Last Action Hero was Sony’s big 1993 summer movie and up against Universal’s Jurassic Park – and we know how that fight turned out, although if you haven’t seen this Arnie actioner, you really should as it deserves much better press.
Okay, so this film took a real beating in critical terms, but I still really enjoyed it and it’s a great piece of entertainment, but due to the occasional violence in it, it ended up getting a 15-certificate which stopped it from appealing to the kind of 10-year-old kids we see in Danny (Austin O’Brien). As such, while it’s great that it doesn’t compromise, this means it also falls between two stools as a lot of adults will see a whiny kid and avoid it, while a lot of kids will want to watch a film where someone of their age becomes part of a blockbuster movie, but won’t be allowed because of the age rating.
Still, about the film itself, young Danny Madigan is a massive fan of action hero Jack Slater (Arnold Schwarzenegger playing a rather neat parody of his then-massively popular screen roles, and most recently on the big screen again in Terminator: Dark Fate). He knows projectionist Nick (Robert Prosky) like a best mate and gets the chance to see the character’s fourth outing before the general public do – and who wouldn’t want to do that? Better still, Nick’s a bit… well… odd isn’t a kind word, but for some reason he has a magic ticket which Danny soon finds transports himself into the film itself, where Jack is doing battle against baddie Benedict (Charles Dance) and the heroine of the hour is Meredith (Bridgette Wilson).
However, things change when the action ends up in the real world and consequences are soon felt, which provides an interesting twist to proceedings as well as comic effect, such as when Jack ‘opens’ a car by punching through the window and is surprised how much it hurts.
Last Action Hero was big, bold and ambitious and it’s not a film which should be taken seriously. I still remember seeing this in the cinema*, at Manchester Showcase, and the room was packed and everyone enjoyed it!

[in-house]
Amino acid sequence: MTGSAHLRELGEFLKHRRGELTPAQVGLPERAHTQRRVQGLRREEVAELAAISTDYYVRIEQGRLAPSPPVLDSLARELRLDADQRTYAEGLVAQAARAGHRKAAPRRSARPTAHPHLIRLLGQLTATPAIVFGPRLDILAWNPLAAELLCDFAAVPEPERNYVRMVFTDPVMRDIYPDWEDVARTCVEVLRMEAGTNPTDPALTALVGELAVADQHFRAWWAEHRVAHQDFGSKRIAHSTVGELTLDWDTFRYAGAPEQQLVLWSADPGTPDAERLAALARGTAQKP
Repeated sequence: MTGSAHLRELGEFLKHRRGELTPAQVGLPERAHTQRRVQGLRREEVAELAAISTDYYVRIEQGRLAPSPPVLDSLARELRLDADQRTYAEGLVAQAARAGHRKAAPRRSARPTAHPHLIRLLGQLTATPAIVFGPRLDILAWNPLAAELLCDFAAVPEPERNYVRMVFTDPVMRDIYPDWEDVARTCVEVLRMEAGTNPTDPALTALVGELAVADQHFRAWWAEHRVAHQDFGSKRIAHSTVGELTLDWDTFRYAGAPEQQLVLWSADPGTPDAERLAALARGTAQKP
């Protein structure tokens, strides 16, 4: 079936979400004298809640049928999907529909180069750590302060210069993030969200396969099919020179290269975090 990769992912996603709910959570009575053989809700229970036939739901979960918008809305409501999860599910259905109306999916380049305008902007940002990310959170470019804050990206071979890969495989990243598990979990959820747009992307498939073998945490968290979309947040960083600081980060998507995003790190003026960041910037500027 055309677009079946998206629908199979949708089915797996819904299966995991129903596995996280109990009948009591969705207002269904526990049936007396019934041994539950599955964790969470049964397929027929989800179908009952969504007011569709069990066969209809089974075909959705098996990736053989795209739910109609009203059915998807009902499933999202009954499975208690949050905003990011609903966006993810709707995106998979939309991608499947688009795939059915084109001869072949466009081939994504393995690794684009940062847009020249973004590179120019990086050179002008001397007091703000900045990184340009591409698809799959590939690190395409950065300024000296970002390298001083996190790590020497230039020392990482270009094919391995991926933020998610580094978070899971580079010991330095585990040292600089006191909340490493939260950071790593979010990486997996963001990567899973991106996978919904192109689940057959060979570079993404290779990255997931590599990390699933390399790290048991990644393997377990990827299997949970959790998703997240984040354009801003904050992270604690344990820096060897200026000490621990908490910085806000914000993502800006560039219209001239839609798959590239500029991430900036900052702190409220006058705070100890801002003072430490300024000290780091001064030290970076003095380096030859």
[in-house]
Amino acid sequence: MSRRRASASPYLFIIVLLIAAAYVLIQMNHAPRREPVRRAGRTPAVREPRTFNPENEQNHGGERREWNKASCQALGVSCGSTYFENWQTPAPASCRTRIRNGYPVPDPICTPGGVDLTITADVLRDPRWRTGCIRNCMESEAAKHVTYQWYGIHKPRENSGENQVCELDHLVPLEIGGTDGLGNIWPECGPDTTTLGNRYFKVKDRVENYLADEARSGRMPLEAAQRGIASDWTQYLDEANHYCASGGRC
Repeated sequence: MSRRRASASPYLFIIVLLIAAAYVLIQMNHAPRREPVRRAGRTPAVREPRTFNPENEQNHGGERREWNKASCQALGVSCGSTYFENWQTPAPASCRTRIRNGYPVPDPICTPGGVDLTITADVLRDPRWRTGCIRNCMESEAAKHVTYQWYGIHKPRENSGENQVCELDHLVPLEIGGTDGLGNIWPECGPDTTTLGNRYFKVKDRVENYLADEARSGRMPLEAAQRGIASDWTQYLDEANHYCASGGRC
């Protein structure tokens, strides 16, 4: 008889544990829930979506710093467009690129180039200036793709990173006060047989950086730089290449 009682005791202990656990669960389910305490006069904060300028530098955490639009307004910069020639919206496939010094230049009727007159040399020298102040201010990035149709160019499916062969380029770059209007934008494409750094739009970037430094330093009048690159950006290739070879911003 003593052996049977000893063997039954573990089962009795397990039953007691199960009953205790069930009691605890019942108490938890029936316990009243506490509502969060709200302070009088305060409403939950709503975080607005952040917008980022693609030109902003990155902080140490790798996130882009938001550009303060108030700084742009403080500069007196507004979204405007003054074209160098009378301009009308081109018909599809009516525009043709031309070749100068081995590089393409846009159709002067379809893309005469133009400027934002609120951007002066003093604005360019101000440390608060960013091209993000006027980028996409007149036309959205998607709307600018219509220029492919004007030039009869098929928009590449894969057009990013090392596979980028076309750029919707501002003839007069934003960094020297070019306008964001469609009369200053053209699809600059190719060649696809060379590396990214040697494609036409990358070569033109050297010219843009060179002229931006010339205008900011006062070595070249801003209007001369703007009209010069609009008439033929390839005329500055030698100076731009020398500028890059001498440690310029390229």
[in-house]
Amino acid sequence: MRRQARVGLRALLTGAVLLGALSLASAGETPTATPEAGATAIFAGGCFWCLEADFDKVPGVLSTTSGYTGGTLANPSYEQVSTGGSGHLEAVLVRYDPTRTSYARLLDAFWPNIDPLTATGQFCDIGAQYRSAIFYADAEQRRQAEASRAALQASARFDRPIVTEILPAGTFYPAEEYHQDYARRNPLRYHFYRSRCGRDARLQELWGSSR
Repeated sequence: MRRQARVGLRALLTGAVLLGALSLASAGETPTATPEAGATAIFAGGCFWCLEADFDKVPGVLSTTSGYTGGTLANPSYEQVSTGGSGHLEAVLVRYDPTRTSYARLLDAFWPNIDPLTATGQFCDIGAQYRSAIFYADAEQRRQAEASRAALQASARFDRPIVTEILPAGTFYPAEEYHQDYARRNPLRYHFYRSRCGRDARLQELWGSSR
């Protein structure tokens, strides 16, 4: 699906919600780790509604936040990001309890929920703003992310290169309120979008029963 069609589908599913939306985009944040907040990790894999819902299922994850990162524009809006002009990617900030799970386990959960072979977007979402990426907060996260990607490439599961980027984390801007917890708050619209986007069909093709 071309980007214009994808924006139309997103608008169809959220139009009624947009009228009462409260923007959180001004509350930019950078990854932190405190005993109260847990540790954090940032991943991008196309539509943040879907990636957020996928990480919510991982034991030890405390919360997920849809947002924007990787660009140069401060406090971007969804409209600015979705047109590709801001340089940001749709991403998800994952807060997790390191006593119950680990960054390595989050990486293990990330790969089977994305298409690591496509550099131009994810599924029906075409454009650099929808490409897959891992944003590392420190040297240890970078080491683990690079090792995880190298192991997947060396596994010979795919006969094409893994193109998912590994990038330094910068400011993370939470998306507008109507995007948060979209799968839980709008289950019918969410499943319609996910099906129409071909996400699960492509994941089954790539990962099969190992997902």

I would say the only thing which affected the box office receipts is that while it’s a PG13 in the US, the action is a bit too violent for the BBFC, so instead of a 12-cert (at the time, before 12A came in, in 2002), so it was classified 15, thus reducing the audience… and it was clearly partially aimed at teenagers, given the presence of Danny.
(*to the point where the screen image was slightly masked in error, making the film look a bit wider than it should be, but it was corrected about 30 minutes after the start. Then again, these days, cinemas don’t even have projectionists checking anything on-the-fly, the cinema staff just put a hard drive in, program in the timings for the adverts and lighting – badly, in Vue’s case – and let it run by itself, only discovering problems on the film’s first playthough, as I’ve experienced myself with Mary Poppins Returns).
With the film looking at its best date, and the explosions as big as ever, the extras are an issue.
Like the 2010 Blu-ray, the cover is the same. The main menu of the 4K disc shows a muscly Arnie swinging out of a movie screen with Danny under his arm. This one? Erm… well, look and see. It’s rubbish. What on earth were Sony thinking? Again?!
The main menu of the Blu-ray features clips from the film, but for both menus, they feature a burst of the score to accompany them. For the 4K it’s more of a fantasy piece, while the Blu-ray is more rocky. Neither will be picked up, specifically, by Shazam.